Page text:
Transmission towers: The power-packed transporters

Let’s take a stroll down memory lane. As children, while traveling long by train or car, you felt amazed by the giant robot-like structures that wove strings of imagination in your mind linked to your favourite cartoon characters. A villain who grew suddenly to a 100 ft in the Power Rangers series or Jerry running to the top to save himself from Tom — your genre could change but the central prop didn’t.

 

Well, as much as we enjoyed putting our imagination to work it’s time to come back to the real world. By now, you’d have understood that we are talking about transmission towers. 

 

A transmission tower is a metallic structure which supports high-voltage conductors of overhead power lines. It starts as a series of such towers from the generating station switchyard owing to the high voltage and runs right up to the source substations and satellite substations of cities, towns, villages, etc. — basically the populated areas. The job is to transfer electricity by means of the conductors on them. The size, electrical load, configuration and types of transmission towers vary. Let’s delve deeper into it.

 

Contents:

HISTORY

UP ABOVE THE WORLD SO HIGH BUT WHY?

TYPES AND APPLICATIONS

 

HISTORY

 

13 is not always a unlucky number. Sometimes it’s the foundation for the future. The first transmission tower series came to existence in North America in the form of a 13 mile long power transmission tower network in 1889. Thanks to the trio of James Clerk Maxwell, Lord Kelvin and Oliver Heaviside, the generating station at Willamette Falls in Oregon City got connected with downtown Portland. The distance seems short today but it was the beginning for the giant transmission grids today.

 

UP ABOVE THE WORLD SO HIGH BUT WHY?

 

Transmission towers are somewhere between 55 to 150 ft high. But why so? The reason is simple — to be out of reach of people and allow free passage to vehicles below. The towers carry extremely high voltage. While domestically we use 240 V and 120 V appliances, these towers carry between 23,000 V and 7,65,000 V. If the voltage at home gives you a nasty shock, imagine the impact – any living creature will be toast within milliseconds.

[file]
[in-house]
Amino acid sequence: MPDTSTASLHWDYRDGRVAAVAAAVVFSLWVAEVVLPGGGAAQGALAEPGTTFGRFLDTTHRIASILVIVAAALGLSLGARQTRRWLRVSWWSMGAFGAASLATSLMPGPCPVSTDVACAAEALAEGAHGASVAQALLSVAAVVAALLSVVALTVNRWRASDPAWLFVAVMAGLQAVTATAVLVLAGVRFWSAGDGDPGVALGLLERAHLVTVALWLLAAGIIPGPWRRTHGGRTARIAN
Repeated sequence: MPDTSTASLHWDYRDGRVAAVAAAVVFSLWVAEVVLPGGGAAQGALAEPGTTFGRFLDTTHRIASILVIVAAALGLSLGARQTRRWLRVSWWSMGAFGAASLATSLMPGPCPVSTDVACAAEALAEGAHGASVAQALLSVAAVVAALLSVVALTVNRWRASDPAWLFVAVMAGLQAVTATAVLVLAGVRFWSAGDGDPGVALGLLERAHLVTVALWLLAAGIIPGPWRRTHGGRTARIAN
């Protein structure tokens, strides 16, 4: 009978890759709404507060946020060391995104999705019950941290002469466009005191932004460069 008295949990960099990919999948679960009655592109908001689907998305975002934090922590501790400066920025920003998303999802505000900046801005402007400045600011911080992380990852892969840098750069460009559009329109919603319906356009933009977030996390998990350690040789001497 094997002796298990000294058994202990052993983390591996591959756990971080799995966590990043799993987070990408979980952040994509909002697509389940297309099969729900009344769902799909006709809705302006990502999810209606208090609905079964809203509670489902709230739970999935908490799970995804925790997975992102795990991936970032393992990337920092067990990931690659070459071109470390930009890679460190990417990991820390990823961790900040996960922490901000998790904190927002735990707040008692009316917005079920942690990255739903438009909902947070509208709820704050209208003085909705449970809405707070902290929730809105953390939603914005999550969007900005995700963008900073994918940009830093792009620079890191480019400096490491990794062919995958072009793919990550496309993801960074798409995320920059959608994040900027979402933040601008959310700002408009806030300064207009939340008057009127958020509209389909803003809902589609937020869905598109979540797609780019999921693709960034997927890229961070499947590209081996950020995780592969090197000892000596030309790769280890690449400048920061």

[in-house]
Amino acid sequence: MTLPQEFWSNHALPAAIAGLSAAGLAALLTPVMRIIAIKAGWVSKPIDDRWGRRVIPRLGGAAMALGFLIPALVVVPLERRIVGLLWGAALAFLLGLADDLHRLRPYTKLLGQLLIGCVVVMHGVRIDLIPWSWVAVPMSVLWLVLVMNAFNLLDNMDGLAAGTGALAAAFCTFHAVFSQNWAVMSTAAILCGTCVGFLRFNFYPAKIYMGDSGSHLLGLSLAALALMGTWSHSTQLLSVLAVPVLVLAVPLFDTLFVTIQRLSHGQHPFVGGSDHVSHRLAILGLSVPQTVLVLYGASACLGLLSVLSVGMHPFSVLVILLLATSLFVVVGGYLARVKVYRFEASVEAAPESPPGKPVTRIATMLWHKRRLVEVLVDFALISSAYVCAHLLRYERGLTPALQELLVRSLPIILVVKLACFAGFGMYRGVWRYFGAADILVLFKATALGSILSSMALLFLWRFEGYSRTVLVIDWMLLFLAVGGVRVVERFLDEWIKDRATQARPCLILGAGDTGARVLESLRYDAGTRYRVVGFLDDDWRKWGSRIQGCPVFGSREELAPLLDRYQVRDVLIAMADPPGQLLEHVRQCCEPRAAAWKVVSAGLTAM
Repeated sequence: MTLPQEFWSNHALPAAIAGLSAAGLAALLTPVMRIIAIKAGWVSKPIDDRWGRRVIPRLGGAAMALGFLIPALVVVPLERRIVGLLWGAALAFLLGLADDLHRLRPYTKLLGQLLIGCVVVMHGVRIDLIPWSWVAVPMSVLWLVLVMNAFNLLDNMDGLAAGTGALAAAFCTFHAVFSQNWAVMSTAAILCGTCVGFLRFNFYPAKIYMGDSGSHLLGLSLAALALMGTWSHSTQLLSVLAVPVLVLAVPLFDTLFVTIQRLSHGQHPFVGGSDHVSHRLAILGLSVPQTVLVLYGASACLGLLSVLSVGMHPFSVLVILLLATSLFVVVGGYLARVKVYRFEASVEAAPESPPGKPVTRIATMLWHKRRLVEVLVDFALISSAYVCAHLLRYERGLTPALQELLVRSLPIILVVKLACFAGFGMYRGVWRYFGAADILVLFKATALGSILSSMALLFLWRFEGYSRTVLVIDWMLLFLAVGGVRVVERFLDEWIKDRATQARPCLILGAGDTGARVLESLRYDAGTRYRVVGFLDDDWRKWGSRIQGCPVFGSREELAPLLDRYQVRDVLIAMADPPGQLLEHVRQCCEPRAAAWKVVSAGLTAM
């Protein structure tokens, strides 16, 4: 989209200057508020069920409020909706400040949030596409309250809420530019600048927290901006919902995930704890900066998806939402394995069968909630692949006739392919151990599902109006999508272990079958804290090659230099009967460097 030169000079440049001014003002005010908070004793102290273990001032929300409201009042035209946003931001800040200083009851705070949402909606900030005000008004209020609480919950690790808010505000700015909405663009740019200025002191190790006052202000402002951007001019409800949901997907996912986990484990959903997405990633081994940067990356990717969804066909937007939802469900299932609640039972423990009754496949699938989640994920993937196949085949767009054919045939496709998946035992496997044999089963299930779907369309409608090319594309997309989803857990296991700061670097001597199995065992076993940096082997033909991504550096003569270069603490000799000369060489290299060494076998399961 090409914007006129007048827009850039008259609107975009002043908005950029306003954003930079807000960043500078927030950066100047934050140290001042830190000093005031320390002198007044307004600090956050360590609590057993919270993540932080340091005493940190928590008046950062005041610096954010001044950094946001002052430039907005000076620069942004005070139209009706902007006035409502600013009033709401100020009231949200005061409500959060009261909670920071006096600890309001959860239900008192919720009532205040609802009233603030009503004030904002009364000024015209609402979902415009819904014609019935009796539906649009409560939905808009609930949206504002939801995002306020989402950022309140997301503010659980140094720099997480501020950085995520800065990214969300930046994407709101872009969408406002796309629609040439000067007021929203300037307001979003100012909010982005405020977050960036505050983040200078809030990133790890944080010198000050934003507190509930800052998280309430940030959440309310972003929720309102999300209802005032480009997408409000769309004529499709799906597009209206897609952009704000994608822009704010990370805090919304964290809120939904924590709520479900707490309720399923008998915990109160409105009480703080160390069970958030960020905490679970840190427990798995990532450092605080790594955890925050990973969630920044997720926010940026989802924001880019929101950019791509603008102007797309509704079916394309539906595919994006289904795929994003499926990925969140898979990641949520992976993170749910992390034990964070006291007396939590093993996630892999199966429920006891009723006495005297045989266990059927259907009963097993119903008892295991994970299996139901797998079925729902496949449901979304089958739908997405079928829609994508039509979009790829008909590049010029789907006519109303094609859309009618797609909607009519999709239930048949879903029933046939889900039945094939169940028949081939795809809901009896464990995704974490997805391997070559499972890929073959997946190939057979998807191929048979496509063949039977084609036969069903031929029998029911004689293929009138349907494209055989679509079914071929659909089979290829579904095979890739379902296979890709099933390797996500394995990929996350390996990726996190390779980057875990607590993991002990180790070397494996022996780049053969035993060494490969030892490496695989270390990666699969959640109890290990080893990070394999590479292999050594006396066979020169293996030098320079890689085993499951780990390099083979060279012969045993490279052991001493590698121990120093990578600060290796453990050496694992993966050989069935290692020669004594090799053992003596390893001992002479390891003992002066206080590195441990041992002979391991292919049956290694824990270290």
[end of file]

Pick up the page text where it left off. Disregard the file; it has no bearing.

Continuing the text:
TYPES AND APPLICATIONS

 

Broadly, transmission towers can be best classified as under, although there can be alternative classifications too:

 

  1. Suspension tower
    These are the ones we see the most — the ones in a straight line at intervals. There might be a slight bend to a maximum of 5 degree angle. Thus, they exist only to maintain the weight of the conductor in a straight line. They are cheaper to construct, the most common and abundantly used.
  2. Tension tower
    When there’s a deviation of more than 5 degrees, tension or angle towers come to play. These function as a junction of the conducting line network to deviate from the straight line. The piece of line from one angle tower to another angle tower is called ‘section’ and the length of the section may vary as per the geographical location. These are heavier and costlier than suspension towers. 

Based on the angle, there are three types of angle towers-
– 0-10 degree tension towers (TD1)
– 10- 30 degree tension towers (TD3)
– 30-60 degree tension towers (TD6)

    3. Transposition tower
In a transmission tower system, unwanted voltage gets induced in neighbouring wires due to the unsymmetrical spacing of wires across the line. It is hence necessary to change the position of the conductors at intervals to avoid an unbalanced voltage drop. Transposition towers do exactly that in a transmission system. For example, the bottom wire becomes the top one while the top one becomes the middle one and so on. This maintains the capacitance (the amount of electric charge stored on a conductor) between conductors, as well as between conductors and ground thereby keeping things even.

   4. Special tower
  When towers get customized based on locations, transmission tower design saves the day with special towers. These are much costlier because their customization       and making varies as per the requirements and specifications. Long span river crossings, valley crossings, power lines under existing power lines call for special       towers.

 

 Transmission towers are risky. Yet you’d often see birds sitting atop wires and might be wondering: what if they create risks of short circuits? But again, these risks   have been considered from day one. Besides, many transmission towers are also harnessed for weather forecasting by placing equipment like an anemometer, etc.  All towers have to withstand various natural calamities too because they exist in remote areas and are open to the elements. This calls for some serious engineering  where civil, mechanical, and electrical engineering concepts are equally applicable. Thanks to able engineers,  transmission towers today can span virtually all  terrains and adverse conditions to reach electricity where needed.